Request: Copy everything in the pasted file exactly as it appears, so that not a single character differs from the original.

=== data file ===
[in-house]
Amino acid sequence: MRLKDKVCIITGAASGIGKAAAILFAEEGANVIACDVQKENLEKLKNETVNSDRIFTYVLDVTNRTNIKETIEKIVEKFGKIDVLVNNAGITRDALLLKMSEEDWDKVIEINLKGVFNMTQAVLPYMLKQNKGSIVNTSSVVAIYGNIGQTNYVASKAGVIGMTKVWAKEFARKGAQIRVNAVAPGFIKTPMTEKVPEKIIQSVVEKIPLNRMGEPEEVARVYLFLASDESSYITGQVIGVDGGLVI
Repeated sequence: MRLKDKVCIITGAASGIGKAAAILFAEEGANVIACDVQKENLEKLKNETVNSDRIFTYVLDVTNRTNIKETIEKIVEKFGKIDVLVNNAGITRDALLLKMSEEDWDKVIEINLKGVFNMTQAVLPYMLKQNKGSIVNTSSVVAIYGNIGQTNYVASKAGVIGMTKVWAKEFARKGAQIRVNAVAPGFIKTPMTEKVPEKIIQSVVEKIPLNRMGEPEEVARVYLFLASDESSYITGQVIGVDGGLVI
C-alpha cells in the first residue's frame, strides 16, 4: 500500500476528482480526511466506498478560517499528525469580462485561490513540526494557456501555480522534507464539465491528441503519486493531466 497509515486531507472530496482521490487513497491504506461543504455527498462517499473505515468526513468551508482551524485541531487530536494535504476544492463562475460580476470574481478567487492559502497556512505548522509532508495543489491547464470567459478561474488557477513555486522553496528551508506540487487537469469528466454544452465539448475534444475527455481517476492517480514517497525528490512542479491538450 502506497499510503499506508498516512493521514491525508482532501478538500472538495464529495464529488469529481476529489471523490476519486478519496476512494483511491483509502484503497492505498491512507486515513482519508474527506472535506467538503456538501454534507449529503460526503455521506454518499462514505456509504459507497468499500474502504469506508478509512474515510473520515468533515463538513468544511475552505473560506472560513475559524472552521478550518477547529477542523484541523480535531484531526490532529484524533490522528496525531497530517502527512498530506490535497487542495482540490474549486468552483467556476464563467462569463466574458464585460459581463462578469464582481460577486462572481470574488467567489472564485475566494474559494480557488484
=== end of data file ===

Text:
[in-house]
Amino acid sequence: MRLKDKVCIITGAASGIGKAAAILFAEEGANVIACDVQKENLEKLKNETVNSDRIFTYVLDVTNRTNIKETIEKIVEKFGKIDVLVNNAGITRDALLLKMSEEDWDKVIEINLKGVFNMTQAVLPYMLKQNKGSIVNTSSVVAIYGNIGQTNYVASKAGVIGMTKVWAKEFARKGAQIRVNAVAPGFIKTPMTEKVPEKIIQSVVEKIPLNRMGEPEEVARVYLFLASDESSYITGQVIGVDGGLVI
Repeated sequence: MRLKDKVCIITGAASGIGKAAAILFAEEGANVIACDVQKENLEKLKNETVNSDRIFTYVLDVTNRTNIKETIEKIVEKFGKIDVLVNNAGITRDALLLKMSEEDWDKVIEINLKGVFNMTQAVLPYMLKQNKGSIVNTSSVVAIYGNIGQTNYVASKAGVIGMTKVWAKEFARKGAQIRVNAVAPGFIKTPMTEKVPEKIIQSVVEKIPLNRMGEPEEVARVYLFLASDESSYITGQVIGVDGGLVI
C-alpha cells in the first residue's frame, strides 16, 4: 500500500476528482480526511466506498478560517499528525469580462485561490513540526494557456501555480522534507464539465491528441503519486493531466 497509515486531507472530496482521490487513497491504506461543504455527498462517499473505515468526513468551508482551524485541531487530536494535504476544492463562475460580476470574481478567487492559502497556512505548522509532508495543489491547464470567459478561474488557477513555486522553496528551508506540487487537469469528466454544452465539448475534444475527455481517476492517480514517497525528490512542479491538450 502506497499510503499506508498516512493521514491525508482532501478538500472538495464529495464529488469529481476529489471523490476519486478519496476512494483511491483509502484503497492505498491512507486515513482519508474527506472535506467538503456538501454534507449529503460526503455521506454518499462514505456509504459507497468499500474502504469506508478509512474515510473520515468533515463538513468544511475552505473560506472560513475559524472552521478550518477547529477542523484541523480535531484531526490532529484524533490522528496525531497530517502527512498530506490535497487542495482540490474549486468552483467556476464563467462569463466574458464585460459581463462578469464582481460577486462572481470574488467567489472564485475566494474559494480557488484